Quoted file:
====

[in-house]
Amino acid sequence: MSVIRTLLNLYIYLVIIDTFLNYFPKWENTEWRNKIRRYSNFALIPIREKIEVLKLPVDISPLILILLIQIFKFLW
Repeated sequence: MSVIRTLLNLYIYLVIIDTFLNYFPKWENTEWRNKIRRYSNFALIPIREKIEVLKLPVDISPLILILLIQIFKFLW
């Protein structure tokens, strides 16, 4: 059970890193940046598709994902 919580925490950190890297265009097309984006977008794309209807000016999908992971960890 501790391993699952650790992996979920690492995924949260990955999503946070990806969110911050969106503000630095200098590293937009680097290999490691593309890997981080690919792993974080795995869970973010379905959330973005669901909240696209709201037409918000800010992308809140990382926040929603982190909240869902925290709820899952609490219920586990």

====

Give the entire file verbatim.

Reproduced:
[in-house]
Amino acid sequence: MSVIRTLLNLYIYLVIIDTFLNYFPKWENTEWRNKIRRYSNFALIPIREKIEVLKLPVDISPLILILLIQIFKFLW
Repeated sequence: MSVIRTLLNLYIYLVIIDTFLNYFPKWENTEWRNKIRRYSNFALIPIREKIEVLKLPVDISPLILILLIQIFKFLW
């Protein structure tokens, strides 16, 4: 059970890193940046598709994902 919580925490950190890297265009097309984006977008794309209807000016999908992971960890 501790391993699952650790992996979920690492995924949260990955999503946070990806969110911050969106503000630095200098590293937009680097290999490691593309890997981080690919792993974080795995869970973010379905959330973005669901909240696209709201037409918000800010992308809140990382926040929603982190909240869902925290709820899952609490219920586990």